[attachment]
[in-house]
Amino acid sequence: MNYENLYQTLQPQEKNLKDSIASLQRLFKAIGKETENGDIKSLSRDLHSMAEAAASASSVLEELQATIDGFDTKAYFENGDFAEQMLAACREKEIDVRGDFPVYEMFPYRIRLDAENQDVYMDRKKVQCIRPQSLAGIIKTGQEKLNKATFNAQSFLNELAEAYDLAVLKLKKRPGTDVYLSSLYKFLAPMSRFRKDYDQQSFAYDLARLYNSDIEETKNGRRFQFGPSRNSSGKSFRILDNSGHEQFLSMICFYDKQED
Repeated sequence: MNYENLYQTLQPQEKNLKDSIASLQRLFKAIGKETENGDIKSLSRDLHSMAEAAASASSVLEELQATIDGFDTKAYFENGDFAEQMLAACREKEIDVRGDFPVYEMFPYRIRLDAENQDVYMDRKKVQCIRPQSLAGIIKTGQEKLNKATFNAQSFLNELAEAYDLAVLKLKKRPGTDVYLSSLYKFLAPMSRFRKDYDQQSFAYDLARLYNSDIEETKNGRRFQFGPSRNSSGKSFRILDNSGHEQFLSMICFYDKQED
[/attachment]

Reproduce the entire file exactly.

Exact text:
[in-house]
Amino acid sequence: MNYENLYQTLQPQEKNLKDSIASLQRLFKAIGKETENGDIKSLSRDLHSMAEAAASASSVLEELQATIDGFDTKAYFENGDFAEQMLAACREKEIDVRGDFPVYEMFPYRIRLDAENQDVYMDRKKVQCIRPQSLAGIIKTGQEKLNKATFNAQSFLNELAEAYDLAVLKLKKRPGTDVYLSSLYKFLAPMSRFRKDYDQQSFAYDLARLYNSDIEETKNGRRFQFGPSRNSSGKSFRILDNSGHEQFLSMICFYDKQED
Repeated sequence: MNYENLYQTLQPQEKNLKDSIASLQRLFKAIGKETENGDIKSLSRDLHSMAEAAASASSVLEELQATIDGFDTKAYFENGDFAEQMLAACREKEIDVRGDFPVYEMFPYRIRLDAENQDVYMDRKKVQCIRPQSLAGIIKTGQEKLNKATFNAQSFLNELAEAYDLAVLKLKKRPGTDVYLSSLYKFLAPMSRFRKDYDQQSFAYDLARLYNSDIEETKNGRRFQFGPSRNSSGKSFRILDNSGHEQFLSMICFYDKQED